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We just have a different point of view, I guess. In the end what we think about it means nada...POTUS decided DoD policy. The people will have their say, here soon enough. Even if PDJT is reelected, I fully expect this measure to be rescinded within months of the next inauguration. Society doesn't want this restriction, period.
It goes past what society wants..it seems to me that from the military perspective, there really is no reason beyond just the "they're different and it may not work out because I haven't been around them" card. I mean, think about it...Is there really something different, something inhuman and unable to be shaped by military standard, about transgender soldiers? If there is, the damning evidence is that nothing has been put forward yet.

Other transgender soldiers served with honor and dignity in the past, being some of the biggest bad a$$es out there. What the people you talked to think about whether it messes up the cohesion of a unit really pretty glaringly (to me) comes down to their own predisposed view of said people--not any actual empirical proof of being disruptive or not being able to implement well. I don't have to be on the inside to see that or to make a strong case for that point--the evidence for it is clearer than the evidence against.
 

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That's tough.

I don't care what the DoD, or even active duty soldiers think about it. They aren't paid to think.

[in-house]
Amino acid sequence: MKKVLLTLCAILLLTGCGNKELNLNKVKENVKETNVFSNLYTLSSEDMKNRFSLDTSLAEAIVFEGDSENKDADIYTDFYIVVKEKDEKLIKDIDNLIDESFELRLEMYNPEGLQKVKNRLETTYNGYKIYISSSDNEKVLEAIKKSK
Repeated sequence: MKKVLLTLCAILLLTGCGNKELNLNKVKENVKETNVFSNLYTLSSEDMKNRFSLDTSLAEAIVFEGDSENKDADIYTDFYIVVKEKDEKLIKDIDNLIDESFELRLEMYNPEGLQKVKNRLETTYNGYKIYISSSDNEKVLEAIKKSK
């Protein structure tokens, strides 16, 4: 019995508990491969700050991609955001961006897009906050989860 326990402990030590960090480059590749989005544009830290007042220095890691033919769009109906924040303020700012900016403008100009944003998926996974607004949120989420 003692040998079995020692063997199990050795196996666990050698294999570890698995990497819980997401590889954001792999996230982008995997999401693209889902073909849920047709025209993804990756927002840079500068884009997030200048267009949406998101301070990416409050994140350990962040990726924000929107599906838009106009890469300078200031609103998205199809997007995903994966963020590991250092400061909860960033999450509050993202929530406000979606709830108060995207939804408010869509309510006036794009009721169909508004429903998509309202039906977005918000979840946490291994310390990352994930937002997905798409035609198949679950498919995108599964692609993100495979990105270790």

I'm sure white soldiers didn't like racial integration at first. Tough ****.
I've read through the responses regarding this comment

And I see both sides, I think the point is valid that there were points in time where if they were polled about blacks, women, gays in the military it would have been overwhelmingly against

And sometimes you have to against what the majority wants to be on the right side of history

I do also see how some would take offense to it - it could be read with shades of "dumb grunt" in the comment

But I didn't read or take it that way - but I'll admit it reminded me of this:

<iframe width="560" height="315" src="https://www.youtube.com/embed/E8bwfwJy4qE" frameborder="0" allowfullscreen></iframe>
 

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Yesterday, I was focused on the non-deployable factor as it is (to me) the most important. I also learned that some folks can deploy to certain locations limited by their job/skill where there are medical facilities (though obviously that's not their focus/specialty). This mitigates some of that concern. By and large, actual Combat Troops will not be able to enjoy this same coverage though (more austere environments).

Today, I covered what I learned from speaking to quite a few folks I still keep in touch with regarding this measure. Two are gay (1 single, the other married), the rest straight/married, most conservative/some dems, no significant racial majority amongst them. There was only one who dissented...his view was the common one...if they want to serve and meet guidelines, let them. The rest (11 folks) agreed with the policy though not necessarily the announcement. Anecdotal, sure...but actual serving military members in 3 services.

It appears to me, there are a lot of folks in here with opinions on the subject (which is fine, its America...but with no skin in the game or experience). Once again, I'm reminded how different career military folks' perspectives are from our fellow citizens. Not better/worse...different.

I'm not a spokesman for any cause/agenda. I gave my .02 based on my experiences and relationships, while ACTUALLY serving in the military (its not theory/academic for me or my friends/peers). Take it for what its worth.
Not all of the career military folks share your viewpoint and think like you. Consequently, you have no standing to presume to speak on behalf of all military folks to all non-military folks.